Sanchez' numbers are what they are, but the Jets organization is not without fault, not by a long shot. It starts with trading up to take Sanchez 5th overall in the 2009 NFL draft. Pete Carroll, Sanchez' college coach at USC, advised him not to leave school at the time. Sanchez had only been a starter for a year, and it's clear now that his stellar season was more a product of USC's plethora of talent and Carroll's coaching. Next, the Jets never put together the coaching personnel to properly develop a quarterback. Brian Schottenheimer (Jets offensive coordinator from 2006-2011) continually put forth unimaginative and predictable game plans. Sam Bradford's struggles this season can be partially attributed to Schottenheimer's play calling in St. Louis. After Schottenheimer, the Jets hired Tony Sparano which thrust the offense into a run-first mentality that over-featured the Wildcat formation. Then came the decision to trade for Tim Tebow, which threw not only the philosophy of the offense into the air, but also the personnel. This dealt irreparable damage to Sanchez's confidence and ego, both of which had already been fragile. The Jets tried to shore this up by offering a generous contract extension ($58.25 million deal, $20.5 million guaranteed), but no positive effects were seen on the field. Also, in the last 2 seasons the Jets have not added any notable playmakers at the skill positions via high draft choices or free agency. Early draft picks were spent on the defensive side of the ball, no doubt at the urging of Rex Ryan. The exception of course was 2013 second round selection Geno Smith.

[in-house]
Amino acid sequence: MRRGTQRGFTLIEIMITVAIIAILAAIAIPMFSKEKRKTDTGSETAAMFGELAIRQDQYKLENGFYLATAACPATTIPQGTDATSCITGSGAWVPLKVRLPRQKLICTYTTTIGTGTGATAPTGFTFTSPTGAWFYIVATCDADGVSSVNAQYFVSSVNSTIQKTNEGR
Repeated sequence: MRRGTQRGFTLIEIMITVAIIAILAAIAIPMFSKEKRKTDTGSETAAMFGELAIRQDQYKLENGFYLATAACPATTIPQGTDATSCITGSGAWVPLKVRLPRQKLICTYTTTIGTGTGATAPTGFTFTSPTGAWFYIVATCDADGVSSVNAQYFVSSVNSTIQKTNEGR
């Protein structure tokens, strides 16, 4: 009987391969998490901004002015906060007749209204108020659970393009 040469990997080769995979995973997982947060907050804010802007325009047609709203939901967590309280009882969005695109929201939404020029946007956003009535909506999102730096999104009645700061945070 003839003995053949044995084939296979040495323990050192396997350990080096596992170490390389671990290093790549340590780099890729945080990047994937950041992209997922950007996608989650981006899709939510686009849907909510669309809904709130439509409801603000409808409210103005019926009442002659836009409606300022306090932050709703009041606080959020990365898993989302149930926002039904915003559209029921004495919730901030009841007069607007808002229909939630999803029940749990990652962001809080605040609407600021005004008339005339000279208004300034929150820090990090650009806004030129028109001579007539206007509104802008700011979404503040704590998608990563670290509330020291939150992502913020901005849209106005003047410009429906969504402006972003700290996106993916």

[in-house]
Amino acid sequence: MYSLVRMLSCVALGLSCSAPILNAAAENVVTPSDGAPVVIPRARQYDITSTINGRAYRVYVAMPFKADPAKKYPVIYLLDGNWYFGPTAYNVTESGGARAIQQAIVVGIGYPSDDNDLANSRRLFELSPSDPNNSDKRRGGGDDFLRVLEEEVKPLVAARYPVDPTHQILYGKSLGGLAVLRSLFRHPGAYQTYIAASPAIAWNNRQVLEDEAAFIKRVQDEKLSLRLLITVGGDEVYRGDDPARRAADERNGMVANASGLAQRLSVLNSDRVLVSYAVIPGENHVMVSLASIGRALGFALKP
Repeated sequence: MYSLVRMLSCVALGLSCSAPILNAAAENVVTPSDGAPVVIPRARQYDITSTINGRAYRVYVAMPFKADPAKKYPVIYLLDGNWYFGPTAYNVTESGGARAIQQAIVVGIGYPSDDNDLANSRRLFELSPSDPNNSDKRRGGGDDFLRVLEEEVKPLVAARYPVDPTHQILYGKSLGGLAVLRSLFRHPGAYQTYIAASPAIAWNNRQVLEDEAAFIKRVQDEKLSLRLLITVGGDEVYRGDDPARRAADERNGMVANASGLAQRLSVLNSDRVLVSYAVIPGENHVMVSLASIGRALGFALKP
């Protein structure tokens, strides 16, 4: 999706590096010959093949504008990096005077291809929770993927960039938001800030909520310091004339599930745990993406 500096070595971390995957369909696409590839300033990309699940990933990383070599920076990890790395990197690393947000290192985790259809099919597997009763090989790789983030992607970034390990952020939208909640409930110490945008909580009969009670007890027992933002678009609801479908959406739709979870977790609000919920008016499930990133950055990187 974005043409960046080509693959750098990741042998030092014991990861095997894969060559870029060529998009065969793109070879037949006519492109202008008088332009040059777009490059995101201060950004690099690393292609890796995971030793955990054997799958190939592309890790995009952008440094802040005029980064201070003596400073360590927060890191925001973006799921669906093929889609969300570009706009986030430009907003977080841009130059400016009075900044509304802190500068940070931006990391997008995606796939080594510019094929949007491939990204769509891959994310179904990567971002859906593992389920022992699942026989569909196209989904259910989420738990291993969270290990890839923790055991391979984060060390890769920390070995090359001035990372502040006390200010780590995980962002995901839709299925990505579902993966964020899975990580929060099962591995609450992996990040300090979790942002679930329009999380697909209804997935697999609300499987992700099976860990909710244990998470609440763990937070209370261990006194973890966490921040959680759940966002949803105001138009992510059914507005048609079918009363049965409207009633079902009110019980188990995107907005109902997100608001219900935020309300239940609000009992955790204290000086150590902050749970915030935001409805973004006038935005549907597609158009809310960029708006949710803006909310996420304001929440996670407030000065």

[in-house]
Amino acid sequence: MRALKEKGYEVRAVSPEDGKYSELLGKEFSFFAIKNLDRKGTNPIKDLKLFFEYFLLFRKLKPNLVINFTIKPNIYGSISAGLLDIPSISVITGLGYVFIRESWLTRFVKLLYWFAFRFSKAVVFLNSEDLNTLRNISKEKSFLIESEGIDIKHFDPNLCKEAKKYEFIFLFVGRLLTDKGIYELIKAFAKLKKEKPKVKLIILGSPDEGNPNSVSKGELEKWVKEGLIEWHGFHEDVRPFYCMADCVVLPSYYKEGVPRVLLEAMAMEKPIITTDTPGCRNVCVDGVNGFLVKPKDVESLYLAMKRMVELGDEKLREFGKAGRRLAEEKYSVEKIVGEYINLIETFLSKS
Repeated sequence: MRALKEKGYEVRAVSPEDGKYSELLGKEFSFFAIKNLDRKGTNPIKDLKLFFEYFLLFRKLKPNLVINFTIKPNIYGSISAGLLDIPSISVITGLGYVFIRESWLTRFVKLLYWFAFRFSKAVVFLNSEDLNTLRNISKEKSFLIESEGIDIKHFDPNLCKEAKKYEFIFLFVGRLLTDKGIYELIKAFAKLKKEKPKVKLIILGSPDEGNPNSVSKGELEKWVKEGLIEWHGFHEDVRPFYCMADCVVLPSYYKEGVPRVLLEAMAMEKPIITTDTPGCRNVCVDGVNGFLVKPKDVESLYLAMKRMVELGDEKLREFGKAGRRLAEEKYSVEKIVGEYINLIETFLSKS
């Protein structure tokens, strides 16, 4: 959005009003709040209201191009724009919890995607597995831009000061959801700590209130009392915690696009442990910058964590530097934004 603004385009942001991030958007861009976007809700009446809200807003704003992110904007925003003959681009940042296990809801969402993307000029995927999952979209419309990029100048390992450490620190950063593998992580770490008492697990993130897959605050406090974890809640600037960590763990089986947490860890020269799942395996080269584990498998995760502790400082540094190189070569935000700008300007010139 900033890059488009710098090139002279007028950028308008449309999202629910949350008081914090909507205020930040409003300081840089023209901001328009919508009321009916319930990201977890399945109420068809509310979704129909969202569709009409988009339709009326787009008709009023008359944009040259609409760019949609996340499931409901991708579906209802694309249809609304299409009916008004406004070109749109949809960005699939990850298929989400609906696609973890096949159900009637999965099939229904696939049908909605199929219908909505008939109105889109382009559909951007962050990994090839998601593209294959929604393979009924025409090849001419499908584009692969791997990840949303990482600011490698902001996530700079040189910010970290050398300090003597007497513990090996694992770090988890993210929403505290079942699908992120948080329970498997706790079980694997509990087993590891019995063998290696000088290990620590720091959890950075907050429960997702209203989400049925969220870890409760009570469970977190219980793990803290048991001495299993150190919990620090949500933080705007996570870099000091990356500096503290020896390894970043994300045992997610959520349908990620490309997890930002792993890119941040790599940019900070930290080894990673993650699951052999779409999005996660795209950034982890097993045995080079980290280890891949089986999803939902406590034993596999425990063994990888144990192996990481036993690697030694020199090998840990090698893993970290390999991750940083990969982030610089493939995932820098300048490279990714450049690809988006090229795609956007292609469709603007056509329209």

In Smith, the new regime brought in by Idzik saw a fresh start. There is a stigma against keeping past personnel around whenever new management takes over a NFL team (look at the Cleveland Brown's exile of Trent Richardson for a prime example). But the decision to draft Smith was more than that - it was a referendum against the Sanchez Era. It was a move made to correct one that shouldn't have been made in the first place. Much like that first fun date after breaking up with a crazy ex, Jet fans' outlook for future is getting rosier by the day. It's something the Jets and all of us should always keep in mind - the first step of moving on is accepting that it just wasn't meant to be. 
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10/10/13   |   Sharp Square   |   11945 respect


He is arrogant and wasn't very good to begin with made to look good by a great defense and solid running game. Instability in the Jets coaching staff also did him no favors down the line.